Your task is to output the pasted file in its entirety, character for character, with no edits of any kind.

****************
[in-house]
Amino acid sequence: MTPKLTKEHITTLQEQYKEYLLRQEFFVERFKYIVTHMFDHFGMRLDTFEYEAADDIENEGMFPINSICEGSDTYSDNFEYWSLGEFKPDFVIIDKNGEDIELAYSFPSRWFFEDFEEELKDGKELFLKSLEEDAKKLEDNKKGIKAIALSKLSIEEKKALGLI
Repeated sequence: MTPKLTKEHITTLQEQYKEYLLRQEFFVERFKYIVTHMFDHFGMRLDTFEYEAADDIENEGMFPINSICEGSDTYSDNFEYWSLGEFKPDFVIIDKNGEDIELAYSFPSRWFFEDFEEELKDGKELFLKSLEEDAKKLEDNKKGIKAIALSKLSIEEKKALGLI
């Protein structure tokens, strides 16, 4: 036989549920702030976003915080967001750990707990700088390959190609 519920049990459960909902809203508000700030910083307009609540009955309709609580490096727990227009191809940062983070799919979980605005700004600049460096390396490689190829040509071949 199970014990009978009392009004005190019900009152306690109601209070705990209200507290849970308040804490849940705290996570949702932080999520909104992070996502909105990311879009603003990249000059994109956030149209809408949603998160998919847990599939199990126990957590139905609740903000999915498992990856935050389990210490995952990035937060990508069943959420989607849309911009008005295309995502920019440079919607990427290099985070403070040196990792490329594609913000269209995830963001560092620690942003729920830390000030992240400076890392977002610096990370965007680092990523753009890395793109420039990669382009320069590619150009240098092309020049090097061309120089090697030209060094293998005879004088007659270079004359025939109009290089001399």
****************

[in-house]
Amino acid sequence: MTPKLTKEHITTLQEQYKEYLLRQEFFVERFKYIVTHMFDHFGMRLDTFEYEAADDIENEGMFPINSICEGSDTYSDNFEYWSLGEFKPDFVIIDKNGEDIELAYSFPSRWFFEDFEEELKDGKELFLKSLEEDAKKLEDNKKGIKAIALSKLSIEEKKALGLI
Repeated sequence: MTPKLTKEHITTLQEQYKEYLLRQEFFVERFKYIVTHMFDHFGMRLDTFEYEAADDIENEGMFPINSICEGSDTYSDNFEYWSLGEFKPDFVIIDKNGEDIELAYSFPSRWFFEDFEEELKDGKELFLKSLEEDAKKLEDNKKGIKAIALSKLSIEEKKALGLI
């Protein structure tokens, strides 16, 4: 036989549920702030976003915080967001750990707990700088390959190609 519920049990459960909902809203508000700030910083307009609540009955309709609580490096727990227009191809940062983070799919979980605005700004600049460096390396490689190829040509071949 199970014990009978009392009004005190019900009152306690109601209070705990209200507290849970308040804490849940705290996570949702932080999520909104992070996502909105990311879009603003990249000059994109956030149209809408949603998160998919847990599939199990126990957590139905609740903000999915498992990856935050389990210490995952990035937060990508069943959420989607849309911009008005295309995502920019440079919607990427290099985070403070040196990792490329594609913000269209995830963001560092620690942003729920830390000030992240400076890392977002610096990370965007680092990523753009890395793109420039990669382009320069590619150009240098092309020049090097061309120089090697030209060094293998005879004088007659270079004359025939109009290089001399």